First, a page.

The following is excerpted from the Prince Edward Island Lighthouse Society's "Lighthouses of Prince Edward Island" brochure. Many thanks to the Society for sharing this with us.
The first mode of transportation for early settlers was the sea. Lighthouses were as important to them in their trade and commerce, particularly in shipbuilding, as the railway was after Confederation. Many colonial or "first-generation" lighthouses – those built before 1873 – are octagonal shaped, and were constructed when timber was abundant in this province.
(height: 20.6 metres)
West Point Lighthouse, constructed in 1875, was the first of the second generation lighthouses on Prince Edward Island. The reconstructed gable-roofed lighthouse keeper's house with lean-to storage provides an example common among lighthouses of this style.
Combining distinctive architecture, folklore, shipwrecks, and dramatic scenery on the western entrance of the Northumberland Strait, the West Point Lighthouse began a second career as a lighthouse museum, country inn, restaurant and craftshop in 1984.
(height: 10.7 metres)
Victoria, once one of the Island's busiest seaports, has the only Island rangelight which houses two different lights. Built in 1879, it serves as both Leard's Front Range and the Palmer's Back Range.
The Victoria Seaport Museum, opened in 1990, houses a collection of photographs outlining the development of the seaport and the history of former keepers.
(height: 15.2 metres)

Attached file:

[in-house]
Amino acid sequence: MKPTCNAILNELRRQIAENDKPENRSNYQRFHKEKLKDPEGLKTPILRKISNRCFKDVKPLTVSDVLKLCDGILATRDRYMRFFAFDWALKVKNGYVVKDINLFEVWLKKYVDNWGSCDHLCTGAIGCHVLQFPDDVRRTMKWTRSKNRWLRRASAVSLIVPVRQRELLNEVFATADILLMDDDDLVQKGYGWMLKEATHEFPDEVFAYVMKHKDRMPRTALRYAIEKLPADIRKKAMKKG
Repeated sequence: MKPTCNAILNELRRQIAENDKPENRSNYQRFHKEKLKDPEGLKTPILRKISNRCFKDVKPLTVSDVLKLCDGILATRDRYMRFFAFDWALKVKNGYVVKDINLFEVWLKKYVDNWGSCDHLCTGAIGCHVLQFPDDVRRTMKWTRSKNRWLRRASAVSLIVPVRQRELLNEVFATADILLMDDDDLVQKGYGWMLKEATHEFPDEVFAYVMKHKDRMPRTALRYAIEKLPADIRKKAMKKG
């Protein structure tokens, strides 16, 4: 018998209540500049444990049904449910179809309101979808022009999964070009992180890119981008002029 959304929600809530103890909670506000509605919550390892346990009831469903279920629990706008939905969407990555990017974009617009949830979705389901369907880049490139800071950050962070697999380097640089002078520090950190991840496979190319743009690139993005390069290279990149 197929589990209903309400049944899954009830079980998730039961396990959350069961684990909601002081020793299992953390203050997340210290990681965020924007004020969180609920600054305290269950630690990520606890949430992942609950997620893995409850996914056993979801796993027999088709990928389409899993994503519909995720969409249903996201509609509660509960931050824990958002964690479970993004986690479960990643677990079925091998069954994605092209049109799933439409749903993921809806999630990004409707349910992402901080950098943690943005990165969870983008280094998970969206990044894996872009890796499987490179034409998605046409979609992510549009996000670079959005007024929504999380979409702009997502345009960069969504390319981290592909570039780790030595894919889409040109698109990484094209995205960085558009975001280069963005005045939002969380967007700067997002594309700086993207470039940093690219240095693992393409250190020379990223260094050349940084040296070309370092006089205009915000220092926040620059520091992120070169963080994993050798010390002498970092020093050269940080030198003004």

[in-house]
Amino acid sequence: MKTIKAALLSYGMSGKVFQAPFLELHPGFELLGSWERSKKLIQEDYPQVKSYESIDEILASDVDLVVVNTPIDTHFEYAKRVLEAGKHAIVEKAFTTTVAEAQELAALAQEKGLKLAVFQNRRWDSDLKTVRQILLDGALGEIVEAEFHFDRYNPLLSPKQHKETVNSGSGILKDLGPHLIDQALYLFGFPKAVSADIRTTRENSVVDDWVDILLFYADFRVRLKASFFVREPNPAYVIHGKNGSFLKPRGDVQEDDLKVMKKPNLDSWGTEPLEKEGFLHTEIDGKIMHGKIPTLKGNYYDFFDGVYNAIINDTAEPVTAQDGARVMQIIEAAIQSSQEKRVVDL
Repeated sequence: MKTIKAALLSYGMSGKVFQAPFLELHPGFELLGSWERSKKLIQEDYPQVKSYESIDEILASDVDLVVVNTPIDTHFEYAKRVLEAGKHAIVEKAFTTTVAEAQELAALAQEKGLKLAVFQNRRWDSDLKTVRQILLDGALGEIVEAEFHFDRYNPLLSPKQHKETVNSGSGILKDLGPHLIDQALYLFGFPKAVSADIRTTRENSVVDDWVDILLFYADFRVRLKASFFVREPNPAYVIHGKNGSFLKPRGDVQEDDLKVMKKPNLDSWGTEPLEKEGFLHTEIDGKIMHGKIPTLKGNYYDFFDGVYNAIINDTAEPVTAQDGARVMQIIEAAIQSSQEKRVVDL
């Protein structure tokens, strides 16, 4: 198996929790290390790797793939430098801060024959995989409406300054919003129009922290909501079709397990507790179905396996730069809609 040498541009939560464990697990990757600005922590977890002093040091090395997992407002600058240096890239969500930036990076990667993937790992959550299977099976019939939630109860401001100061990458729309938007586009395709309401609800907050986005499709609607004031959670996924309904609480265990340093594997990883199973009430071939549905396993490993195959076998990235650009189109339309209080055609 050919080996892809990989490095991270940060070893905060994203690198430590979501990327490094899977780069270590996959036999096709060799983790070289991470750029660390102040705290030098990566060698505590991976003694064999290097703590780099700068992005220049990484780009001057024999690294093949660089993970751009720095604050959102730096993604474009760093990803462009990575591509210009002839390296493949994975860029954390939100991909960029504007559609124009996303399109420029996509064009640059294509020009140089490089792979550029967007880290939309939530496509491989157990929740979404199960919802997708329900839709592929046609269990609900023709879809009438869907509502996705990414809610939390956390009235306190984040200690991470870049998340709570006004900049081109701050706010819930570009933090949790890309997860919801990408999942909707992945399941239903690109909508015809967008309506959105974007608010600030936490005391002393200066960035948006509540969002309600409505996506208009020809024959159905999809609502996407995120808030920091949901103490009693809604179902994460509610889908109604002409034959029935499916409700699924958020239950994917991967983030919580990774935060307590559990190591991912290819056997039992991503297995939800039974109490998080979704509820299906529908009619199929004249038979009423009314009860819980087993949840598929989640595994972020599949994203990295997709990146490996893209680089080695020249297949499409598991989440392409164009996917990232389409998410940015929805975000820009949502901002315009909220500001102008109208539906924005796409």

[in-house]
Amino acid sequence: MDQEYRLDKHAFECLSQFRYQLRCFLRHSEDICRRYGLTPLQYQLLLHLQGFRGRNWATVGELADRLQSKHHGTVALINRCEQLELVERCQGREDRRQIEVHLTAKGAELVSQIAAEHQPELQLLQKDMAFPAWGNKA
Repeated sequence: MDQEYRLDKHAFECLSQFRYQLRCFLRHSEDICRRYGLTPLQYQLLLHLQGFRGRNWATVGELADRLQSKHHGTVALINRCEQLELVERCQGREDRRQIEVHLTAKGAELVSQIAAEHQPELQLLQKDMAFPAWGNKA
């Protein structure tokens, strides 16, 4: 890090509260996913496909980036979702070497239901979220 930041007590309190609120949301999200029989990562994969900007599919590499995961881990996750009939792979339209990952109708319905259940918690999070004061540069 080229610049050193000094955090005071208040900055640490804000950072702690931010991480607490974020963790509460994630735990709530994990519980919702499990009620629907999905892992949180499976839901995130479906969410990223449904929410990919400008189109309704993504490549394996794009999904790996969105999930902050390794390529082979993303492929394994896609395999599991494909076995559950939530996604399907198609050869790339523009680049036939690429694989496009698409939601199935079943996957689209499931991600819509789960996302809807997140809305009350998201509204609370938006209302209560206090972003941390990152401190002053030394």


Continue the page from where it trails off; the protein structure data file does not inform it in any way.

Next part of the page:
This lighthouse, which began operation in 1876 to aid Marine traffic in the Northumberland Strait and fishing boats in and around Wood Islands, has an attached six-room, two-storey dwelling for the keeper and his family.
It is adjacent to the Northumberland Ferries Limited docks, is open daily for tours and houses a nautical craft shop and the Fishery and Coast Guard Museum.
(height: 12.4 metres)
The Cape Bear lighthouse was built in 1881 and houses one of seven Marconi Wireless Stations established by Marine and Fisheries in 1905-06.
It was here that Thomas Bartlett heard the first distress signal from the Titanic as it sank off Newfoundland. Today, a museum stands on the original site of the Marconi Station.
(height: 18.2 metres)
Built in 1846, Point Prim is Prince Edward Island's oldest lighthouse and marks the entrance to Hillsborough Bay, at the outer approaches to Charlottetown Harbour on the southern side of the Island.
Point Prim is one of the few lighthouse of brick constructed in Canada. Though now covered with wooden shingles, the brick construction may be viewed from the interior.
Visit the Point Prim Lighthouse.
(height: 17.6 metres)
The Panmure Head Lighthouse on Panmure Island, at the southwest extremity of Cardigan Bay, was built in 1853 and marks the entrance to Georgetown Harbour.
Panmure Head boasts one of the first fog alarms in the area and has safely guided many schooners, steamers and years of fishing traffic.
Visit the Panmure Island Lighthouse.
(height: 19.5 metres)
East Point Lighthouse is situated on the extreme eastern end of Prince Edward Island where the mighty tides of the St. Lawrence and Northumberland Strait meet to create a show of nature's force.
As one of the Island's itinerant lighthouses, the East Point Lighthouse has been moved several times due to poor positioning of the light and continuing erosion of the coastline. Today, the old fog alarm building houses crafts and an interpretive centre.
Visit the East Point Lighthouse and Welcome Centre.
Built in 1880, Souris East Lighthouse is a wood-constructed tower on Knight Point overlooking the town of Souris. Visitors can climb to the lantern room, walk out to the balcony, and discover the panoramic seascape views of the harbour and town of Souris.
Visit the Souris Historic Lighthouse.